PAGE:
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Analysis of drivers of CSR practices’ implementation among family firms in India: A stakeholder’s perspective

Shubham Singh (Department of Advisory Services, Ernst and Young LLP, New Delhi, India)
Shashank Mittal (Department of Organizational Behaviour and Human Resources Management, Rajagiri Business School, Kochi, Kerala, India)

International Journal of Organizational Analysis

ISSN: 1934-8835

Article publication date: 13 March 2019

Issue publication date: 9 September 2019




Differences in institutional environment and governance structures pave the way for heterogeneous nature of different businesses; this, in turn, shapes the way various sections of society act toward each other enacting their responsibilities. Taking into account the unique institutional environment and governance structures of firms in developing economies, this paper aims to build on the “stakeholder theory” to address the issue of the implementation of corporate social responsibilities (CSR) practices in these economies, particularly India. This paper also aims to uncover the saliency (legitimacy and power) of different stakeholder groups on different aspects of a firm’s CSR activities. Further, as most of the firms in developing economies are family-run firms, the paper examines role of organizational leadership in shaping firms’ CSR strategies.


Integrating literature on “stakeholder theory” and CSR, this paper examines the implementation of different CSR practices by family-run firms in India. This paper uses survey research to collect data from 80 privately held family firms operating in apparel and textiles industry in India. The data have been collected from respondents holding top leadership positions in the sample firms.


The findings indicate that pressure from primary stakeholders (i.e. customers, employees and shareholders) and CSR-oriented leadership belief significantly influence organizational implementation of CSR practices, whereas pressure from secondary stakeholder (i.e. community groups and non-governmental organizations) was found to be insignificant. Further, CSR-oriented leadership belief moderated the relationship between primary stakeholder pressure and organizational implementation of CSR practices. The findings equally highlighted lower saliency of secondary stakeholder’s legitimacy and power because of weak institutional mechanisms, while on the other hand, the primary stakeholders exert considerable power because of the direct nature of transactional legitimacy, further accentuated by the governance structure in family firms.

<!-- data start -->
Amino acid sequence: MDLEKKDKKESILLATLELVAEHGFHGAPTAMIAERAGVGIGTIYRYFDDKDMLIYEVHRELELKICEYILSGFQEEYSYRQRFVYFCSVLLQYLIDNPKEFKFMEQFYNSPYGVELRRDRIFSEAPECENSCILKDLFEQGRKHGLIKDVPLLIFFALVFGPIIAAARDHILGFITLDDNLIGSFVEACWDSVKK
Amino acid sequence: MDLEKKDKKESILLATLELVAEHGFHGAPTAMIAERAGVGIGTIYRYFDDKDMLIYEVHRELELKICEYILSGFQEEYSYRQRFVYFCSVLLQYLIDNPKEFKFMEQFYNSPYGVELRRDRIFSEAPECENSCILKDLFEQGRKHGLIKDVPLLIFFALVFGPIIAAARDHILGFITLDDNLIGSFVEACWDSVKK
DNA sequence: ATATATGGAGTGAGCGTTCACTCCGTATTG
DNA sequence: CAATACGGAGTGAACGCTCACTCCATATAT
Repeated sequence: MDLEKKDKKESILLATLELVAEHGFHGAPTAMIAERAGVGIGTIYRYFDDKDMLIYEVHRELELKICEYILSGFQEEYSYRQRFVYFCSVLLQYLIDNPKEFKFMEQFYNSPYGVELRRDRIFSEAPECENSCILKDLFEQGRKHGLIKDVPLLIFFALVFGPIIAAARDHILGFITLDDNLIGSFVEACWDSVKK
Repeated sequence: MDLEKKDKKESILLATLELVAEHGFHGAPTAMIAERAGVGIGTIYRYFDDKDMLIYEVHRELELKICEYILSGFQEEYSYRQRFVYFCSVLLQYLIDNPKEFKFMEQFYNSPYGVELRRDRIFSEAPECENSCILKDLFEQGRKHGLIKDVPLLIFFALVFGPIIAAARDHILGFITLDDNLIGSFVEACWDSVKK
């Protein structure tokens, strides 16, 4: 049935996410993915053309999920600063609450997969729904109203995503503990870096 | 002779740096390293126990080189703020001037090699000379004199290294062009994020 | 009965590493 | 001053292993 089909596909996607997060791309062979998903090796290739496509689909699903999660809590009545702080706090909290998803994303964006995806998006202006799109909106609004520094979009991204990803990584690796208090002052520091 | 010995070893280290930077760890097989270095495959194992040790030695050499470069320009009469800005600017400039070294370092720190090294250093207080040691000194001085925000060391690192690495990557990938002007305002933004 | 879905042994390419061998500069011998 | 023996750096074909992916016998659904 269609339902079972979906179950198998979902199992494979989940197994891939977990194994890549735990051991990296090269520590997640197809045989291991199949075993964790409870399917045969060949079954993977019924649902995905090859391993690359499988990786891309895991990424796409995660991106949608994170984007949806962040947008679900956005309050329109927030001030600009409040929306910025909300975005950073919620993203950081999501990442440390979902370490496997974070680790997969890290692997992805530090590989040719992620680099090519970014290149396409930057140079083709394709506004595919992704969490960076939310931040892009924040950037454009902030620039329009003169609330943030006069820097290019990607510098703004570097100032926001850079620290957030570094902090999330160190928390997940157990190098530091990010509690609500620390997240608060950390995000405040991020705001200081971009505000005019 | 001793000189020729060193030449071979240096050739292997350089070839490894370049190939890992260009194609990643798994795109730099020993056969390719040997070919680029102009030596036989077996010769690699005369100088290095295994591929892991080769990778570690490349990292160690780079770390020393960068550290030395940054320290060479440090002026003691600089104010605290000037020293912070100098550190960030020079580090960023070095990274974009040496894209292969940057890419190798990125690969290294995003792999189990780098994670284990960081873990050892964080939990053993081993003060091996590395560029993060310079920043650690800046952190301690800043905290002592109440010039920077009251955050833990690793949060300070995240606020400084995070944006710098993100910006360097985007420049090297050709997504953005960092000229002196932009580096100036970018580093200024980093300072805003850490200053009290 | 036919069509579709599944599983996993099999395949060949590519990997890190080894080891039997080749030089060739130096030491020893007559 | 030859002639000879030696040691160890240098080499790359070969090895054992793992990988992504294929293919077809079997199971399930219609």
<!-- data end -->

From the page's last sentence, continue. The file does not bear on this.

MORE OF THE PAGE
This paper is among the very few studies that address the issue of CSR among family-run businesses in developing economies. Existing frameworks on analyzing firm’s implementation of CSR practices does not recognize the inherent heterogeneity among different stakeholder groups. Recognizing that different stakeholders have different levels of influence over firms, this paper categorized the stakeholders’ groups into primary and secondary to analyze their differential impact over firms. Additionally, given the critical role of leadership belief in the implementation of CSR practices, this paper analyzed the moderated effect of CSR-oriented leadership belief toward developing a more robust model of CSR implementation.



Singh, S. and Mittal, S. (2019), "Analysis of drivers of CSR practices’ implementation among family firms in India: A stakeholder’s perspective", International Journal of Organizational Analysis, Vol. 27 No. 4, pp. 947-971.



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